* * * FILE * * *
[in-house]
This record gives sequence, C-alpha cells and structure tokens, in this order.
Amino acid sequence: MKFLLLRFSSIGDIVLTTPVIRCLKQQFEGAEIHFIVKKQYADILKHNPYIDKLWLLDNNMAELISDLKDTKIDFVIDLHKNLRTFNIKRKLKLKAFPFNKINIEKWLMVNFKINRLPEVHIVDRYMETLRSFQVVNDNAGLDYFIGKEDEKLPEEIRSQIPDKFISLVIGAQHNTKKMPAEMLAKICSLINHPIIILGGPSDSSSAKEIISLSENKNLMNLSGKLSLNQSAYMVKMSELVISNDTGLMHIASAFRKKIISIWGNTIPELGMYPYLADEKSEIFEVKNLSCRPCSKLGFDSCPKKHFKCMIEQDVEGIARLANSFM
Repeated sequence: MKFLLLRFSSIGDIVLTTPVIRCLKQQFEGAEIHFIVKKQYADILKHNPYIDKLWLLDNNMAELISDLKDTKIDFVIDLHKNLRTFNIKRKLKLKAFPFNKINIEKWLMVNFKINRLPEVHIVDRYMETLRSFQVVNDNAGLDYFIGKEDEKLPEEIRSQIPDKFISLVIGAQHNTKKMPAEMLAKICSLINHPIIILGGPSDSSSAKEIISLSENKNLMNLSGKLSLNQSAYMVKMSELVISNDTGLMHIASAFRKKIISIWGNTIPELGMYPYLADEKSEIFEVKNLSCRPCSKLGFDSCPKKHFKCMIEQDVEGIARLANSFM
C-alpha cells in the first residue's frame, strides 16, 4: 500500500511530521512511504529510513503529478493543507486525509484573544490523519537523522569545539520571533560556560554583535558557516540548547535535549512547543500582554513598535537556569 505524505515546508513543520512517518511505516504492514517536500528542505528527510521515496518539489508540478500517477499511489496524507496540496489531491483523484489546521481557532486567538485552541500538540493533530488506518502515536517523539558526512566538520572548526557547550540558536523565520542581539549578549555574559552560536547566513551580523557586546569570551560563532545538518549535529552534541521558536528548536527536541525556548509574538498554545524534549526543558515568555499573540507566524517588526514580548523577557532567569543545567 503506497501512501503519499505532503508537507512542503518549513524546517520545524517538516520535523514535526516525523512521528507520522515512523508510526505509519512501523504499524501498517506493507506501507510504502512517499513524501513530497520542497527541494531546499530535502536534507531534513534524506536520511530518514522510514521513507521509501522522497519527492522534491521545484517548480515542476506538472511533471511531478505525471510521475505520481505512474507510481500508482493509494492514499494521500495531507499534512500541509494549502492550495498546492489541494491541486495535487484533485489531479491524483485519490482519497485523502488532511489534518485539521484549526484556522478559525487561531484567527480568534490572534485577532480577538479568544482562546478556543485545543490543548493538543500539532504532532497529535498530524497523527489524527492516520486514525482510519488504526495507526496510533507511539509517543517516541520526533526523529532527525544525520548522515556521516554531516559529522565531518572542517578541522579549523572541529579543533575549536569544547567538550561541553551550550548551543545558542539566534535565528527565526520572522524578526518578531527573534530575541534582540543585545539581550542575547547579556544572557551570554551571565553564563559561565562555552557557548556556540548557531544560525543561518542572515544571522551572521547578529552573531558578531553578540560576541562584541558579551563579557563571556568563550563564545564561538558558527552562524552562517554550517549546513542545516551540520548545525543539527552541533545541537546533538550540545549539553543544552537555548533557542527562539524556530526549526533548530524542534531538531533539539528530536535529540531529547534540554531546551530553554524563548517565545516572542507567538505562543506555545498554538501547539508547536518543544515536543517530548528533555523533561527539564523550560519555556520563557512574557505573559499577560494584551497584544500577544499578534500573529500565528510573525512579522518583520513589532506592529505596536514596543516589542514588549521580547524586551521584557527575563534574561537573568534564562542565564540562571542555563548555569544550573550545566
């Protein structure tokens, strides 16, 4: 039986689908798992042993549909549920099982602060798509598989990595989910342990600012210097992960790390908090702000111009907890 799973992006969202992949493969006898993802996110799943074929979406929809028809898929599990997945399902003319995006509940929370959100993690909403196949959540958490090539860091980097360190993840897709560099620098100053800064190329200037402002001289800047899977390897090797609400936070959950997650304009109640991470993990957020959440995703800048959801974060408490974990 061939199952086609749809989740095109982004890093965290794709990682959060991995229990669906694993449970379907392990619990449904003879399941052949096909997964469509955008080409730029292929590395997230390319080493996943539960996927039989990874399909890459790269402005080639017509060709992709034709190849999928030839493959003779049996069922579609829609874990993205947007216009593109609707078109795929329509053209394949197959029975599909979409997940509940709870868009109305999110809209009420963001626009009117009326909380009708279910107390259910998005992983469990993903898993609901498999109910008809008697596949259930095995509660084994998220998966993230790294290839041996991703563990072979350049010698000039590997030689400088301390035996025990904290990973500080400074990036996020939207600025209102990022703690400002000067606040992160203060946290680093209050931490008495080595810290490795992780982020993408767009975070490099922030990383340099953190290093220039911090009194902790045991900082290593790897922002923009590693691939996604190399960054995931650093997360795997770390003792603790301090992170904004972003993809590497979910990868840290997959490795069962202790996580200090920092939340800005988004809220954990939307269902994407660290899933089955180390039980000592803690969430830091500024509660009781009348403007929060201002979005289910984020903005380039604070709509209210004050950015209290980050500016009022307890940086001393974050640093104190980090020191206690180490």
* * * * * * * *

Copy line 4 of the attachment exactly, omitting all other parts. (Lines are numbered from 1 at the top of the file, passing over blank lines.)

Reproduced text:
Repeated sequence: MKFLLLRFSSIGDIVLTTPVIRCLKQQFEGAEIHFIVKKQYADILKHNPYIDKLWLLDNNMAELISDLKDTKIDFVIDLHKNLRTFNIKRKLKLKAFPFNKINIEKWLMVNFKINRLPEVHIVDRYMETLRSFQVVNDNAGLDYFIGKEDEKLPEEIRSQIPDKFISLVIGAQHNTKKMPAEMLAKICSLINHPIIILGGPSDSSSAKEIISLSENKNLMNLSGKLSLNQSAYMVKMSELVISNDTGLMHIASAFRKKIISIWGNTIPELGMYPYLADEKSEIFEVKNLSCRPCSKLGFDSCPKKHFKCMIEQDVEGIARLANSFM